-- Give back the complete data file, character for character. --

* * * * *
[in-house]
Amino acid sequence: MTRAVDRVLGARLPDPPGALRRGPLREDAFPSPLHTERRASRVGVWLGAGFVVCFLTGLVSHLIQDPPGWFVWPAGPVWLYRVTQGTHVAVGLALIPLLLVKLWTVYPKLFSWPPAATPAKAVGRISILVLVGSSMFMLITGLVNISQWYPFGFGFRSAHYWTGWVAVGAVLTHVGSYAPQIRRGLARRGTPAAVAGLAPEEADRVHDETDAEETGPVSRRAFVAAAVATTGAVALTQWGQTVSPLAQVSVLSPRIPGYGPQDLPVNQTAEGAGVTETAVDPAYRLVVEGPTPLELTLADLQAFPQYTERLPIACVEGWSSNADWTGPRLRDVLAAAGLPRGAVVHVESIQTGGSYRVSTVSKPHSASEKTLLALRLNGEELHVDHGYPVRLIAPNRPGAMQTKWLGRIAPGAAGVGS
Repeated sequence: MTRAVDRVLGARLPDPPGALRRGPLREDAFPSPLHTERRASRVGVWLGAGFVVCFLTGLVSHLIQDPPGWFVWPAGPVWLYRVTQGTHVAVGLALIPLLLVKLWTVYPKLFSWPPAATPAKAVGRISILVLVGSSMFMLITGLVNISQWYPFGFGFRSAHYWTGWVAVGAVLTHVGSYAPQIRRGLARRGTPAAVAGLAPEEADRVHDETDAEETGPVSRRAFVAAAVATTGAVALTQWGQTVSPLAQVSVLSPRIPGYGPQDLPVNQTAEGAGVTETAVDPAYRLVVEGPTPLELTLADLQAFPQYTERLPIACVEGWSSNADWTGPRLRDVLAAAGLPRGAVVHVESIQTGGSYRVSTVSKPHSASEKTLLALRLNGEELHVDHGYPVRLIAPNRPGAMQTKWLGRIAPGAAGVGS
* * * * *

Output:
[in-house]
Amino acid sequence: MTRAVDRVLGARLPDPPGALRRGPLREDAFPSPLHTERRASRVGVWLGAGFVVCFLTGLVSHLIQDPPGWFVWPAGPVWLYRVTQGTHVAVGLALIPLLLVKLWTVYPKLFSWPPAATPAKAVGRISILVLVGSSMFMLITGLVNISQWYPFGFGFRSAHYWTGWVAVGAVLTHVGSYAPQIRRGLARRGTPAAVAGLAPEEADRVHDETDAEETGPVSRRAFVAAAVATTGAVALTQWGQTVSPLAQVSVLSPRIPGYGPQDLPVNQTAEGAGVTETAVDPAYRLVVEGPTPLELTLADLQAFPQYTERLPIACVEGWSSNADWTGPRLRDVLAAAGLPRGAVVHVESIQTGGSYRVSTVSKPHSASEKTLLALRLNGEELHVDHGYPVRLIAPNRPGAMQTKWLGRIAPGAAGVGS
Repeated sequence: MTRAVDRVLGARLPDPPGALRRGPLREDAFPSPLHTERRASRVGVWLGAGFVVCFLTGLVSHLIQDPPGWFVWPAGPVWLYRVTQGTHVAVGLALIPLLLVKLWTVYPKLFSWPPAATPAKAVGRISILVLVGSSMFMLITGLVNISQWYPFGFGFRSAHYWTGWVAVGAVLTHVGSYAPQIRRGLARRGTPAAVAGLAPEEADRVHDETDAEETGPVSRRAFVAAAVATTGAVALTQWGQTVSPLAQVSVLSPRIPGYGPQDLPVNQTAEGAGVTETAVDPAYRLVVEGPTPLELTLADLQAFPQYTERLPIACVEGWSSNADWTGPRLRDVLAAAGLPRGAVVHVESIQTGGSYRVSTVSKPHSASEKTLLALRLNGEELHVDHGYPVRLIAPNRPGAMQTKWLGRIAPGAAGVGS